A common governance structure is vital to delivering real CJS change
When we talk about the Criminal Justice System of the future we imagine a system where common data follows a case and its participants from the point of where an offence is committed, through charging by police, prosecution through the courts, time served in prison before being released out on parole.
Now imagine this being supported by the technology and governance that allows the justice system to be better connected end to end, helping to identify risks early and reduce them, assist joint decision making and result in a system working in partnership for the benefit of society.
Agencies across the CJS are working hard to realise this vision and through a report that CGI have commissioned with Crest Advisory, CJS practitioners have provided their views on how this could be accelerated by recognising the need for a whole system approach to connected justice.
Joining Up Justice
For two decades CGI has helped individual agencies in the UK justice system adopt new technology and employ modern ways of working to transform the way justice is administered across England and Wales. Yet for the CJS as a whole, it is widely recognised that a decade of austerity, coupled with the COVID-19 pandemic and digital advances have left a system straining under the pressure.
The report from Crest Advisory entitled Joining Up Justice with Real World Solutions cuts right to the heart of the problems, and comes up with its own series of recommendations aimed at delivering real change.
As the report reveals, the “willingness of each agency to work together is fragmented – in part because agencies do not have the resources to implement the changes they would like to”.
All agencies have individually achieved success but to achieve more, the research suggests that the CJS must embrace not only uniform data, but a uniform approach to funding and coordinating.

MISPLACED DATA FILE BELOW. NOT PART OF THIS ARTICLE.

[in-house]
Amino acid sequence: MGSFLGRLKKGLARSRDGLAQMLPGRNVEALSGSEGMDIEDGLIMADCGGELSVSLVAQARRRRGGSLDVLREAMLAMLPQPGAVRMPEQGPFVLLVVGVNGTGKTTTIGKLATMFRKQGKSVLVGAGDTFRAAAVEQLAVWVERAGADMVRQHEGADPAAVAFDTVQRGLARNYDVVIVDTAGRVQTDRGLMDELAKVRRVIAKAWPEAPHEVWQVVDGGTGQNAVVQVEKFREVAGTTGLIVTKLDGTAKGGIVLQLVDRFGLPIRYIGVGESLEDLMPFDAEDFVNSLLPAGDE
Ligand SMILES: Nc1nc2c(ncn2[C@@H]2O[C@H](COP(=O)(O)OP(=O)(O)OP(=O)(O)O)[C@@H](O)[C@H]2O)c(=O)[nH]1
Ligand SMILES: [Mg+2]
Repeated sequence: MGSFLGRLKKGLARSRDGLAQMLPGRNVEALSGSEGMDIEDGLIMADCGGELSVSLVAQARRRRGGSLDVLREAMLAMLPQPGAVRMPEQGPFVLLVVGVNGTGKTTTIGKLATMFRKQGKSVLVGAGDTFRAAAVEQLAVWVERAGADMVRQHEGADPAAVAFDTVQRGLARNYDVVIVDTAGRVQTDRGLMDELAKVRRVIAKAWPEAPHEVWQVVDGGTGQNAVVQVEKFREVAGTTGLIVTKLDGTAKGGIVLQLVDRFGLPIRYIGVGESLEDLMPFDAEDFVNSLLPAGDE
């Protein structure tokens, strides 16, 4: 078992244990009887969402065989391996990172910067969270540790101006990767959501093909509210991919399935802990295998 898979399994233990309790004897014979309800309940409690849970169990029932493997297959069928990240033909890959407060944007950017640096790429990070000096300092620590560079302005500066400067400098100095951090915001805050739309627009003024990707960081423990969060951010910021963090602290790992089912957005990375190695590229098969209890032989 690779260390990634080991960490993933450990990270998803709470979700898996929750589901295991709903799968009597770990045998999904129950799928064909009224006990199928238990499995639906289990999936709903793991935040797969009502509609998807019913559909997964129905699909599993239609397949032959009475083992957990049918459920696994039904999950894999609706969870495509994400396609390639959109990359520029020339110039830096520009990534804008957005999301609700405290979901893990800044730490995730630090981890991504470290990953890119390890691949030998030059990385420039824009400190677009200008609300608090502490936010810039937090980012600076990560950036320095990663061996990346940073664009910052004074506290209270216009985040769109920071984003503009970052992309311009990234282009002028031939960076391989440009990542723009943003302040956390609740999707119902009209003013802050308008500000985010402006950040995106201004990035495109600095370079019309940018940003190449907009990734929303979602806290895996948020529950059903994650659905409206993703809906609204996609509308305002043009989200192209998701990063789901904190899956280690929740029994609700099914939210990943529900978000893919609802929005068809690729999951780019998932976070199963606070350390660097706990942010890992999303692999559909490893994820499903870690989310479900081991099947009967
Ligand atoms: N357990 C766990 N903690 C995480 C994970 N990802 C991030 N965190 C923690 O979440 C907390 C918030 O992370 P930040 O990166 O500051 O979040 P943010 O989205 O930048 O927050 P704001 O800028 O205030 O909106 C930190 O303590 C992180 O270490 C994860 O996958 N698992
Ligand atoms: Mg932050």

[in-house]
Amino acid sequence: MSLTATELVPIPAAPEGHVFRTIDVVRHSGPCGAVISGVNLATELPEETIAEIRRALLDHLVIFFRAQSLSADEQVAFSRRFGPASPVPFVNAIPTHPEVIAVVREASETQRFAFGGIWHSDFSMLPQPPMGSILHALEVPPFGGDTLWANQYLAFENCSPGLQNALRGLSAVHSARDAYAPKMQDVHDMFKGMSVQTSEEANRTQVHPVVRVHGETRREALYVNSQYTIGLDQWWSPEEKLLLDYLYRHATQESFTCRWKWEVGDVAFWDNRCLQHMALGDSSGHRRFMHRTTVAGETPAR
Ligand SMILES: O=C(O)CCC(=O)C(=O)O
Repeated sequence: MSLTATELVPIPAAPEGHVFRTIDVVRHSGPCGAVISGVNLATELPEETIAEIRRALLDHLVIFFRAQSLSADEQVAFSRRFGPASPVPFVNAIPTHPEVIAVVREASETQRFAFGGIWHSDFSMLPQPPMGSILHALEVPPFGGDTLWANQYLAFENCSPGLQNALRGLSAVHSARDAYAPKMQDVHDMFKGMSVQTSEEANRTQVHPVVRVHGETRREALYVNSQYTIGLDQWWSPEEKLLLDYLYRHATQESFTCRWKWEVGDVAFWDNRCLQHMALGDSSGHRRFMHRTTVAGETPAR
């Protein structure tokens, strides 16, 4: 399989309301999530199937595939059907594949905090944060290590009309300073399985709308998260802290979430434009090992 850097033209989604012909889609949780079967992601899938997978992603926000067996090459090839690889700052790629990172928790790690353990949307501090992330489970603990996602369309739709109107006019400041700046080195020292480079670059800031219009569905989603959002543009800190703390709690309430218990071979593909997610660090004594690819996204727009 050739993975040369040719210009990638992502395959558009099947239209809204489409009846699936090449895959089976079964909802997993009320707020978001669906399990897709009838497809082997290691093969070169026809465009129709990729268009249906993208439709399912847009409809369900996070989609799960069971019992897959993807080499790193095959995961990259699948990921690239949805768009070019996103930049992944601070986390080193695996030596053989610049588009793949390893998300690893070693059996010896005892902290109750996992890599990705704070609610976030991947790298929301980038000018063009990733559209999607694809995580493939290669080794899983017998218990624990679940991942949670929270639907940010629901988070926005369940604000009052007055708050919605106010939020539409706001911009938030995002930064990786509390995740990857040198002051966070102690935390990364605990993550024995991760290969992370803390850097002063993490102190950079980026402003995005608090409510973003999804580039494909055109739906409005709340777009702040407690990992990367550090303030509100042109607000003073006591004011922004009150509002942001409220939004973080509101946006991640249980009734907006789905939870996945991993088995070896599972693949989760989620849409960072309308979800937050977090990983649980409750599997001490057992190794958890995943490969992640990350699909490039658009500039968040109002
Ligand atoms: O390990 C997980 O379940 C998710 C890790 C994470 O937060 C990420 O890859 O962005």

This whole system approach to future transformation, the report argues, will enable agencies to shift their focus from siloed benefits realisation and deliver change for the betterment of the system and society as a whole.
This is an insurmountable ask for today’s CJS, which has seen budgets squeezed and caseloads soar, exacerbated by the COVID-19 pandemic. That is why these two fundamental issues must be addressed.
Firstly, the Government must unify the CJS under common governance structures. A unified CJS governance structure would be able to set uniform objectives which ensure accountability across the whole system, through the implementation of a consistent and long-term strategy which reaches across all agencies.
Efficiency and effectiveness
This together with a unified oversight structure, that represents both the voice of CJS service users, and works with inspectorates to ensure that its multiple agencies are held to account, information is being shared efficiently and effectively, so independent scrutiny can be conducted.
That ultimately benefits the individual – harnessing a properly joined-up CJS process that is consistent and coordinated in its response.
But to achieve this requires significant investment – which as pointed out above, individual agencies could be initially reluctant to agree to if they are not the direct beneficiary.
Therefore, and secondly, there needs to be a primary convenor for innovation in the CJS, provided with their own CJS Innovation Fund aimed at boosting technological innovation and cooperation right across the CJS.
The report believes that the Ministry of Justice should be designated as the primary convenor. Its Digital Strategy 2025 has shown that the MoJ has already taken a deep dive into how this can be achieved.
The strategy highlighted how, over the next three years, a focus on greater flexibility, the need to be more data-driven and focusing on building services around the people who use them will “ensure that all our services are truly user led, efficient and nimble. This would be achieved by developing “policy, processes and digital services that meet the needs of our users”.
Not only that, but the MoJ would be best placed, through its strong relationships with agencies such as the police, to drive through a CJS Innovation Fund an incentive for these agencies to work together on technology projects for their mutual benefit.
Cohesion and innovation
There should be criteria for funding to drive further incentives for partner cooperation, driving improvements at a local level as well as embracing broader innovation.
Connected Justice is the key to a more cohesive CJS that harnesses the appropriate technology to unlock efficiency gains, drives true integration, and therefore eases current pressures on a struggling system.
Above all, it will provide true justice for all who look to the CJS to achieve it – end to end.